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British YouTuber arrested by police on “terrorism” charges for filming cops

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A British YouTuber has been insulted, manhandled, and arrested for “terrorism” by local police in a town northwest of London because he was filming a video outside a police station.

The man, Kolee Berks, who identifies as an independent citizen journalist, says he was there to “audit” the comings and goings in front of the High Wycombe police station, i.e., in a public space.

Reports said that “audits” are a common feature of his YouTube videos, but this one went awry when the police allegedly used excessive force, and tried to unjustifiably cite the Terrorism Act against a person who, it turned out in the end, committed no offense, let alone any that would be terrorist in nature.

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A video Berks captured with his phone show him being approached by the police, one of whom tells him to “f**k off” and informs him he had no right to film in front of a police station without “an ID.”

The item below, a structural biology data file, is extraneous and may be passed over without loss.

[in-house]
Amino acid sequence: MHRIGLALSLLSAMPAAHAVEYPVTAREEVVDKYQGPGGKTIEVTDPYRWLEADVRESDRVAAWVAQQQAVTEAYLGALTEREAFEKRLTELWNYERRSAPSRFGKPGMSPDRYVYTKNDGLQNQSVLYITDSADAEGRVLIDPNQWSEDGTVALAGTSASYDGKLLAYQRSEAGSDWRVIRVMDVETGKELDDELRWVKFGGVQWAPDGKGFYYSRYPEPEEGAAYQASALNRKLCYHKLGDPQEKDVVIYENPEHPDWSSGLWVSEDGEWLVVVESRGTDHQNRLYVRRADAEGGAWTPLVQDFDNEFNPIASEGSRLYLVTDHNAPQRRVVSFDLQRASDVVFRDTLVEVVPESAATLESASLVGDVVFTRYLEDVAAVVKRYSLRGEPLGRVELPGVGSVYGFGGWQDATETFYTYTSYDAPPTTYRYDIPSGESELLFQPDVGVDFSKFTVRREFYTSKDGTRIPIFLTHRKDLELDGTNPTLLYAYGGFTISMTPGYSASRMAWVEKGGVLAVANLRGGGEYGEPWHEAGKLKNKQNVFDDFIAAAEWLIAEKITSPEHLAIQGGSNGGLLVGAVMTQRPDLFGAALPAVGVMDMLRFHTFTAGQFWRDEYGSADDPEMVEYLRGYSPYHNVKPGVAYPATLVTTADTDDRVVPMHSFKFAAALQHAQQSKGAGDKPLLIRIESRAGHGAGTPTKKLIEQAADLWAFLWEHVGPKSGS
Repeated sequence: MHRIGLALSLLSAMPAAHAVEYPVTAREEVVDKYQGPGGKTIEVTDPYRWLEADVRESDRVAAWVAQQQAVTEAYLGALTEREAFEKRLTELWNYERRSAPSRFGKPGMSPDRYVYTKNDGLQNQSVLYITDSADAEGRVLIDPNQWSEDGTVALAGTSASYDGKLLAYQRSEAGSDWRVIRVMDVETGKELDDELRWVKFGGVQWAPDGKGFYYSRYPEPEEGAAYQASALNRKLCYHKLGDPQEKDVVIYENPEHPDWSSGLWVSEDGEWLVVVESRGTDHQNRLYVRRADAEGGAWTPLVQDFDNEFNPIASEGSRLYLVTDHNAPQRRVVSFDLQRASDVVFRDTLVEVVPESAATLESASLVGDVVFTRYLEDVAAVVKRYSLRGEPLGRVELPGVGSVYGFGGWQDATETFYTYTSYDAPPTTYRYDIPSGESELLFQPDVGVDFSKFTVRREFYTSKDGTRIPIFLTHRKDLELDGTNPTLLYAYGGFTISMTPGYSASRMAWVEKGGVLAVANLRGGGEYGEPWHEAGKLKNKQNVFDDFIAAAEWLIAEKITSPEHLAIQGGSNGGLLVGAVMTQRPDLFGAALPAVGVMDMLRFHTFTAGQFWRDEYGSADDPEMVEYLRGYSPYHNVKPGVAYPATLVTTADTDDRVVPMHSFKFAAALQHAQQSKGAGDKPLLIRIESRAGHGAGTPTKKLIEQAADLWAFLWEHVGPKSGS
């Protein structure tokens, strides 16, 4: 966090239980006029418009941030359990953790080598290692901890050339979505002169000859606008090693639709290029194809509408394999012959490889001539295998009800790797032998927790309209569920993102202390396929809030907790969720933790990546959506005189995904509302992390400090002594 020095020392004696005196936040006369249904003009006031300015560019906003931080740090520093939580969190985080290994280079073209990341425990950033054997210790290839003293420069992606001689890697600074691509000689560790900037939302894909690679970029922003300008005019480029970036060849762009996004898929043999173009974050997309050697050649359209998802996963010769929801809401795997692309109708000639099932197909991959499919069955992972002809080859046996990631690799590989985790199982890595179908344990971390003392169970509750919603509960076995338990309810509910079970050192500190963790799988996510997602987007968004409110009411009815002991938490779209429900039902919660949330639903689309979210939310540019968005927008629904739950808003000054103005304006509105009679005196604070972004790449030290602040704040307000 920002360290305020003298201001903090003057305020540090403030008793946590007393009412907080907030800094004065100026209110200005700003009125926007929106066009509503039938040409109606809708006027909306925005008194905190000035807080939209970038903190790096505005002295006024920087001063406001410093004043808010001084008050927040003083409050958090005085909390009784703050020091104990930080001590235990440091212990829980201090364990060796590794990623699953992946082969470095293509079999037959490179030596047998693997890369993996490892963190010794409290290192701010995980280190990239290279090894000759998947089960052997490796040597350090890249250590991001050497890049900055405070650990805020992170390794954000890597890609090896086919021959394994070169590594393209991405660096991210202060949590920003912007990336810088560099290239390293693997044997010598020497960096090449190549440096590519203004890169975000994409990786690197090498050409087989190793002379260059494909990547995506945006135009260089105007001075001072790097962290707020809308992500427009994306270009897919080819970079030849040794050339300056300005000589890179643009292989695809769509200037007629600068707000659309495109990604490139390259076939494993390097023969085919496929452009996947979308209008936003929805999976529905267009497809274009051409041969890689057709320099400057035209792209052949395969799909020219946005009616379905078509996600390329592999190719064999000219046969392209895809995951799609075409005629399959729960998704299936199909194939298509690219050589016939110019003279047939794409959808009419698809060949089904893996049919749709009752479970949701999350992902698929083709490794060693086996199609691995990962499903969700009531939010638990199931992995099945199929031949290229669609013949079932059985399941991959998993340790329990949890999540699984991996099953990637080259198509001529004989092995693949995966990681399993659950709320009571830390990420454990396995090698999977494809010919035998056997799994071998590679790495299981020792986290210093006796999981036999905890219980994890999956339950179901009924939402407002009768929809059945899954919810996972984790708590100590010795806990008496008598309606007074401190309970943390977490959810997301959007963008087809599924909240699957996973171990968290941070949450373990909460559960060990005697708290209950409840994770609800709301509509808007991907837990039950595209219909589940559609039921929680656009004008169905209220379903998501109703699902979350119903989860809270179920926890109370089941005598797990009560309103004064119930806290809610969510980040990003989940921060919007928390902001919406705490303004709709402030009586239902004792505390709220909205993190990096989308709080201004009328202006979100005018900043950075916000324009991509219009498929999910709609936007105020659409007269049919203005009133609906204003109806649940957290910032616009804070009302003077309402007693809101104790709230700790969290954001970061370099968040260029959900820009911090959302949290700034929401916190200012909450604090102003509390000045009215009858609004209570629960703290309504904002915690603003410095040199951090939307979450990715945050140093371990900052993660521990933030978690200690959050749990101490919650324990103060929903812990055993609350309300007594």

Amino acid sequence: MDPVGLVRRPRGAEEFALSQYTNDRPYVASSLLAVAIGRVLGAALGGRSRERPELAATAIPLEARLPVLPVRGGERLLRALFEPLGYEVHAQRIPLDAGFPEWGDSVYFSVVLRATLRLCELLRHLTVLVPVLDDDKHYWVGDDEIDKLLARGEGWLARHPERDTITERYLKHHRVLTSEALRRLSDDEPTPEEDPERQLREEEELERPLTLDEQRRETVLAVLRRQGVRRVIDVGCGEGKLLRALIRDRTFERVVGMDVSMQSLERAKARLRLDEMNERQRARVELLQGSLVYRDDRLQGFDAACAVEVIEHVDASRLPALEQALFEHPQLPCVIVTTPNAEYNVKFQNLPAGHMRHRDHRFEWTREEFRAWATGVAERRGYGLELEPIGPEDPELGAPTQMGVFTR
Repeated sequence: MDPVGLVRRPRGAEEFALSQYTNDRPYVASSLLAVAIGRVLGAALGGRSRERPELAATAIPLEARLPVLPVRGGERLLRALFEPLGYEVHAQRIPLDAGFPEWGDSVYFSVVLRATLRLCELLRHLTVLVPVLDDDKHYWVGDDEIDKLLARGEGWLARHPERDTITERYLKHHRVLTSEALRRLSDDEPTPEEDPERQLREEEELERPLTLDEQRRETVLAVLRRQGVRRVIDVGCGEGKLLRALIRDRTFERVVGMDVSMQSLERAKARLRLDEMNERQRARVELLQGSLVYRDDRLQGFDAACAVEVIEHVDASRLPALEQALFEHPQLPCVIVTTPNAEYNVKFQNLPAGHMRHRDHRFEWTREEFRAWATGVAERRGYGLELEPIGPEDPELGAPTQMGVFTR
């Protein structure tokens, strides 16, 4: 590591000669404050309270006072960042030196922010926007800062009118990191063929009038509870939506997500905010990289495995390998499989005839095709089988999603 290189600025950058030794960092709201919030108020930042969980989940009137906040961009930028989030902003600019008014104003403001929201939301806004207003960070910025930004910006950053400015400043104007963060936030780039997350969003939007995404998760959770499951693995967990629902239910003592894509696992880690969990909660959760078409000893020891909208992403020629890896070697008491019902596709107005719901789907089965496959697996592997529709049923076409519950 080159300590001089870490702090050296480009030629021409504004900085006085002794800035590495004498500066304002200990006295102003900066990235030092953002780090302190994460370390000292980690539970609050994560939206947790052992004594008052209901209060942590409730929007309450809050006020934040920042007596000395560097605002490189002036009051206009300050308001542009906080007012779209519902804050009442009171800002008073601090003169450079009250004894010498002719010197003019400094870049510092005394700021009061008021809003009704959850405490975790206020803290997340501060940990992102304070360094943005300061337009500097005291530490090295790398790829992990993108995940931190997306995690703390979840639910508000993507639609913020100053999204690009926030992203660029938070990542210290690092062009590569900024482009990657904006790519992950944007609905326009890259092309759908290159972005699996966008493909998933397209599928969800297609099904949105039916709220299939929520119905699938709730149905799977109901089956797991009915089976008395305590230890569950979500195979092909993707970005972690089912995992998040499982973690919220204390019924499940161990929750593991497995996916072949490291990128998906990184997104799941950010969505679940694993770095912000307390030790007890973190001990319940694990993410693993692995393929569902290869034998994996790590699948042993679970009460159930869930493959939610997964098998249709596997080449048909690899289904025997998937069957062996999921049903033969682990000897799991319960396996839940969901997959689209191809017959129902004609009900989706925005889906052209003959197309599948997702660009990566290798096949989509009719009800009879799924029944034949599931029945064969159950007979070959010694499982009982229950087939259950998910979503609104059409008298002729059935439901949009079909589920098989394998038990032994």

When he replied that he was an independent journalist and didn’t understand why he had to leave, a policeman grabbed and handcuffed him as his phone fell to the ground.

Berks was in the end released but not before he wrote an apology for resisting arrest – which he said he only did after getting assaulted. He then uploaded the video of the incident on YouTube.

A spokesman for the local police said that they were “reviewing” the footage, and confirmed that they received a written apology.

But despite being arrested under section 47 of the Terrorism Act and under section 50 of the Police Reform Act, the spokesman said Berks was given “a conditional caution for obstructing a constable” inside the police station (not seen in the video) – but that “with regards to the other suspected offenses, the man was released from police custody with no further action.”

This is not the first incident of this kind in the UK, nor the first time the police overreacted to citizen journalists filming outside police stations. In July, another person was arrested for this in Luton, only for the police to later admit that this was not an offense so long as it was happening in a public space.

The comments left on Berks’ YouTube video, some of them apparently left by police officers, said that invoking the Terrorism Act in cases like this was completely unjustified.

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